Berries have long been known for their substantial health benefits, and many berry commodity boards have supported and publicized research that confirms their nutritional value. Here"s a summary of three of the latest studies.
The Watsonville-based California Strawberry Commission says research unveiled in June at the American Diabetes Association"s 75th Scientific Sessions in Boston looked at the association of eating strawberries and the risk of developing diabetes.
Harvard University researchers from Brigham and Women"s Hospital examined data from the Women"s Health Study, which included more than 37,000 nondiabetic middle-aged women.
The study followed the women more than 14 years and found more than 2,900 of the women developed diabetes. Compared to women who rarely or never ate strawberries, those who ate strawberries at least once month had a lower risk for developing diabetes.
Harvard researcher Howard Sesso, who presented the results, said, "The general findings in this study are that eating even a modest amount of strawberries on a weekly basis can decrease the risk of developing diabetes."
A study reported by the Folsom, Calif.-based U.S. Highbush Blueberry Council that was conducted by Arpita Basu and others out of Oklahoma State University, looked at 48 obese subjects with metabolic syndrome including high blood sugar, high blood pressure, obesity and high blood lipid levels. Those who consumed a blueberry beverage over an eight-week period experienced a decrease in their systolic and diastolic blood pressure compared to those who consumed a placebo beverage.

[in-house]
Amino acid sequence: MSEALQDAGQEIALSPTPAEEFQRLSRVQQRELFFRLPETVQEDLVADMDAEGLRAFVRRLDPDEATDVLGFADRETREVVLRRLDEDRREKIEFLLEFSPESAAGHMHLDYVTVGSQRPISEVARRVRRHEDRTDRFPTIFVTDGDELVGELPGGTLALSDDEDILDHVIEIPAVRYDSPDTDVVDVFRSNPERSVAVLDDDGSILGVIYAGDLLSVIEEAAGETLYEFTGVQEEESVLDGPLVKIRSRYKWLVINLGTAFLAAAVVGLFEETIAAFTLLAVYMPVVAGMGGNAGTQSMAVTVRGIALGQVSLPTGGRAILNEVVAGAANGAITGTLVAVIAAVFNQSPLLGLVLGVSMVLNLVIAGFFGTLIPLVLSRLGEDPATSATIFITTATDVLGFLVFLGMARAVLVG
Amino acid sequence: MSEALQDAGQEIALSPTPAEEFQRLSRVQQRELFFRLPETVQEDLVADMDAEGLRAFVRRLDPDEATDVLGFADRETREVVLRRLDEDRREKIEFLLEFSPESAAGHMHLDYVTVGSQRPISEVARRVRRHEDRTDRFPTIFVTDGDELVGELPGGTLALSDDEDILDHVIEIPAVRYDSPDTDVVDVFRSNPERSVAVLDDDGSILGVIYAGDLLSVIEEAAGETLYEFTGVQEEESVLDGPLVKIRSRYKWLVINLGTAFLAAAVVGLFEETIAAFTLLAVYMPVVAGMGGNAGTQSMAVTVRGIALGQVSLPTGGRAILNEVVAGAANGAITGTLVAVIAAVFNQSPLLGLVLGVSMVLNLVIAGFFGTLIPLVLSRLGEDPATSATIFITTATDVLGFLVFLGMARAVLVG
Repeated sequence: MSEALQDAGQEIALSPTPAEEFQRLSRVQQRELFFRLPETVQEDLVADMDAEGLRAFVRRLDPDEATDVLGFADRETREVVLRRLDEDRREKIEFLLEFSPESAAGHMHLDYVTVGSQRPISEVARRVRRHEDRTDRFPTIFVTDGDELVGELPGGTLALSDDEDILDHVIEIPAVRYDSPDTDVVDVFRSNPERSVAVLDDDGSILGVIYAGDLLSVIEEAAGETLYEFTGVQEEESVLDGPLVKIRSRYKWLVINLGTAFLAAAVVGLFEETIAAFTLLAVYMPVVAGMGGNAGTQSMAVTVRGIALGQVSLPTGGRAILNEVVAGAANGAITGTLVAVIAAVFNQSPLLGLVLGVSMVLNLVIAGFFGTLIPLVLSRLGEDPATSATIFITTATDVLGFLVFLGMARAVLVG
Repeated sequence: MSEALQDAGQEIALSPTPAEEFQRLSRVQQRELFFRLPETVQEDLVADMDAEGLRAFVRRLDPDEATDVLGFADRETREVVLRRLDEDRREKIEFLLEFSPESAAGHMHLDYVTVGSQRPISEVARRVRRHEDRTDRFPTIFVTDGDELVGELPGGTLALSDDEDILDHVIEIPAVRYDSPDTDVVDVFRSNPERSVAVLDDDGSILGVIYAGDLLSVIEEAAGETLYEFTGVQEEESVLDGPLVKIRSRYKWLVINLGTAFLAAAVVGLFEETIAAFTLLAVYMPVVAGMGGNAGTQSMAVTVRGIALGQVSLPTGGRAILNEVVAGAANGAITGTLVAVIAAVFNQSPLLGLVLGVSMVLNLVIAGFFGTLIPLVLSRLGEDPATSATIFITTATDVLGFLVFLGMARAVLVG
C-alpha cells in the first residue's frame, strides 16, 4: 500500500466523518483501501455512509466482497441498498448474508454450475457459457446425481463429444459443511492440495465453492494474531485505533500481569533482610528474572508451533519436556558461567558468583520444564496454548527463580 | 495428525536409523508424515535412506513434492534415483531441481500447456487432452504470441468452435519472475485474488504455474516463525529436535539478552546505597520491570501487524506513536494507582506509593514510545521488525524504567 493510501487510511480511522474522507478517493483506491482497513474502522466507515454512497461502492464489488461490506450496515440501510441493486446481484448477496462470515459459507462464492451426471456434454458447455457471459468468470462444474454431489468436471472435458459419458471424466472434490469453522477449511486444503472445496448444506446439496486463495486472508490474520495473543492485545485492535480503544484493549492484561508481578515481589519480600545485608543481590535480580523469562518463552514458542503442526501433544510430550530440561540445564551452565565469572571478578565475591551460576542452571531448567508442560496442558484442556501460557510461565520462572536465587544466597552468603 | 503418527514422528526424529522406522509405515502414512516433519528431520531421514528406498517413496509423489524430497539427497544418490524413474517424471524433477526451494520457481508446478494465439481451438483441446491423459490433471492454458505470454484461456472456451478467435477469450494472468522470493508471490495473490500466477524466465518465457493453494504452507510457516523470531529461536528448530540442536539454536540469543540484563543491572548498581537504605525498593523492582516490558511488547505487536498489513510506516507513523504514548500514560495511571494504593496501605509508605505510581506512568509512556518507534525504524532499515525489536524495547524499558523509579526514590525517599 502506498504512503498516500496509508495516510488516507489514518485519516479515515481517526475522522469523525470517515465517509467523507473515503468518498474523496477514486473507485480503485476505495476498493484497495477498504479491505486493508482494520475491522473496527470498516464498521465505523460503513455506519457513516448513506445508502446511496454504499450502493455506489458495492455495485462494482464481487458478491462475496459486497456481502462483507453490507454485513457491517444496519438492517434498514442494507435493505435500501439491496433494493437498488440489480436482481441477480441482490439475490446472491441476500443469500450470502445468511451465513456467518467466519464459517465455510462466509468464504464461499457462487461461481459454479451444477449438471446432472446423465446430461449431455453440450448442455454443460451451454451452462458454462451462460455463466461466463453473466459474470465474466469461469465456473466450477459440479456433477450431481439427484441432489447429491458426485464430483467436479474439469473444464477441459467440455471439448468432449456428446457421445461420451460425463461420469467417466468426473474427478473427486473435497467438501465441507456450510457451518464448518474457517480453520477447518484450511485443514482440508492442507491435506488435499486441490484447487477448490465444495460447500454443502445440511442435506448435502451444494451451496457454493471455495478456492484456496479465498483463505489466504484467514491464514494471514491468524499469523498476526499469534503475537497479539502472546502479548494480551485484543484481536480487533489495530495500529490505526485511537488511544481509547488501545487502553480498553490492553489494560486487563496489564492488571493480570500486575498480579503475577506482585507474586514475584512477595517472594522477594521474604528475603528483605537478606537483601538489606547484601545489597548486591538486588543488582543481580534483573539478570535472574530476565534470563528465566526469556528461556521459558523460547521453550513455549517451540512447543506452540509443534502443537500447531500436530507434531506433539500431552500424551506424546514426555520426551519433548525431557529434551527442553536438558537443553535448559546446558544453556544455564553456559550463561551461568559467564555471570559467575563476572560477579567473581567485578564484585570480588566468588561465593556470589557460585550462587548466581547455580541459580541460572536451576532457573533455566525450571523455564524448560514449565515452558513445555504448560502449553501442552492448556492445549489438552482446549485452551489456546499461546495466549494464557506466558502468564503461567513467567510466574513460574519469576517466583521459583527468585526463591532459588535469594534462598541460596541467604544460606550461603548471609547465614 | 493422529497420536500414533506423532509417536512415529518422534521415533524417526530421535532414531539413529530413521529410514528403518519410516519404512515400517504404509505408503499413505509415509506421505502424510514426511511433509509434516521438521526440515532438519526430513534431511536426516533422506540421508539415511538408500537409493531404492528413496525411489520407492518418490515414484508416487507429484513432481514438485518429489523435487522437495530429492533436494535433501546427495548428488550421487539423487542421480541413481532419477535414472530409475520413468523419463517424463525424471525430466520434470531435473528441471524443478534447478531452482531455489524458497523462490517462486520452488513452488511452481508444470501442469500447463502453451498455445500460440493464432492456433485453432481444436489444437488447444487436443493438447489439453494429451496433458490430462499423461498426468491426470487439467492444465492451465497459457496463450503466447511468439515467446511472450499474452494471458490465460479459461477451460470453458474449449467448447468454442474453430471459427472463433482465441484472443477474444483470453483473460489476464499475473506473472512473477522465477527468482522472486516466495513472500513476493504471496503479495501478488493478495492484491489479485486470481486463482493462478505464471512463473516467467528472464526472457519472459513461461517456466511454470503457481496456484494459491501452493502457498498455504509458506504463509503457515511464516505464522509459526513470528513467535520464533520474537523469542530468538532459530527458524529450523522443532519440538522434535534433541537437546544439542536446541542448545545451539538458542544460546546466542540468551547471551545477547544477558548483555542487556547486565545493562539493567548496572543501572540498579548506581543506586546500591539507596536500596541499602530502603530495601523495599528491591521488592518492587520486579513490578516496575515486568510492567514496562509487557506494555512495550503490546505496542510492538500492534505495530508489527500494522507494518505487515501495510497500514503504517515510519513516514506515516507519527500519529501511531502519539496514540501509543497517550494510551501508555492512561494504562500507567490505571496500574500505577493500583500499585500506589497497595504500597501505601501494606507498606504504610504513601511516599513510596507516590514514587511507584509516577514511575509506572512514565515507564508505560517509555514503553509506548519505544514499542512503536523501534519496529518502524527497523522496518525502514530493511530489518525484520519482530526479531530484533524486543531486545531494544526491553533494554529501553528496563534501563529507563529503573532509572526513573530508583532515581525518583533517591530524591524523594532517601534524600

During the study, participants maintained their usual diets and physical activity patterns, but were asked to avoid consuming ﬂavonoid-rich foods such as any other berries, green tea, cocoa and soy.
"The results warrant further investigation and provide some evidence for including blueberries as part of healthy dietary practices," the authors concluded.
A study funded by Middleboro, Mass.-based Ocean Spray Cranberries Inc. and co-authored by Amy Howell, associate research scientist at Rutgers University, looked at the effects of low-sugar cranberry juice versus sugar-added cranberry juice for urinary tract infections. The study showed that they work equally well.
"In the study, we found that urine following consumption of either low calorie cranberry juice drink or a proanthocyanidin-rich cranberry extract beverage prevented pathogenic bacterial adhesion to bladder cell receptors," Howell said.
Inhibiting bacterial adhesion, which, she said, is the first step in the infection process, may help to prevent urinary tract infections. Her conclusion: "Acute beverage consumption of cranberry extract and/or juice provides ex vivo anti-adhesion activity, which may help to improve urinary tract health."
Howell will be keynote speaker at the Berry Health Benefit Symposium on Oct. 13-15 in Madison, Wis.